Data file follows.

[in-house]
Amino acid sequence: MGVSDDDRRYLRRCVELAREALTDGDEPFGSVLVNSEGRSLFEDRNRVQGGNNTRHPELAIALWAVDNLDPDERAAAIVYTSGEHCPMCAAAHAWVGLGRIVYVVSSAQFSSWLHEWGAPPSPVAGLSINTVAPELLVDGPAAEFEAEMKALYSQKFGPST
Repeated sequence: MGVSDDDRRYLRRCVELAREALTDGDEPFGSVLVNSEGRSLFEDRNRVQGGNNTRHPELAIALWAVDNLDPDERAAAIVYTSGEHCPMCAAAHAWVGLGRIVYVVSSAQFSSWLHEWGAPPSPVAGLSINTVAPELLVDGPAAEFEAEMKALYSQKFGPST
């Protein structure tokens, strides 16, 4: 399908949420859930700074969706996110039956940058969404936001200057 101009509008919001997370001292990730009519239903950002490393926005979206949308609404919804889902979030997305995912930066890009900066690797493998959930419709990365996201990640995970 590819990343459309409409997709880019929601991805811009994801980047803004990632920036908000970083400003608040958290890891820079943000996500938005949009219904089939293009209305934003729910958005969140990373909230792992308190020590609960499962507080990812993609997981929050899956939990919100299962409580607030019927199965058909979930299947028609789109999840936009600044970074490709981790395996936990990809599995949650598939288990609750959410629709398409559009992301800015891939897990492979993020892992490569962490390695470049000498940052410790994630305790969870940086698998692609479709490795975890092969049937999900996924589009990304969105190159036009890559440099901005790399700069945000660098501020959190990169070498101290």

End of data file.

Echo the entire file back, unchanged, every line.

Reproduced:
[in-house]
Amino acid sequence: MGVSDDDRRYLRRCVELAREALTDGDEPFGSVLVNSEGRSLFEDRNRVQGGNNTRHPELAIALWAVDNLDPDERAAAIVYTSGEHCPMCAAAHAWVGLGRIVYVVSSAQFSSWLHEWGAPPSPVAGLSINTVAPELLVDGPAAEFEAEMKALYSQKFGPST
Repeated sequence: MGVSDDDRRYLRRCVELAREALTDGDEPFGSVLVNSEGRSLFEDRNRVQGGNNTRHPELAIALWAVDNLDPDERAAAIVYTSGEHCPMCAAAHAWVGLGRIVYVVSSAQFSSWLHEWGAPPSPVAGLSINTVAPELLVDGPAAEFEAEMKALYSQKFGPST
């Protein structure tokens, strides 16, 4: 399908949420859930700074969706996110039956940058969404936001200057 101009509008919001997370001292990730009519239903950002490393926005979206949308609404919804889902979030997305995912930066890009900066690797493998959930419709990365996201990640995970 590819990343459309409409997709880019929601991805811009994801980047803004990632920036908000970083400003608040958290890891820079943000996500938005949009219904089939293009209305934003729910958005969140990373909230792992308190020590609960499962507080990812993609997981929050899956939990919100299962409580607030019927199965058909979930299947028609789109999840936009600044970074490709981790395996936990990809599995949650598939288990609750959410629709398409559009992301800015891939897990492979993020892992490569962490390695470049000498940052410790994630305790969870940086698998692609479709490795975890092969049937999900996924589009990304969105190159036009890559440099901005790399700069945000660098501020959190990169070498101290």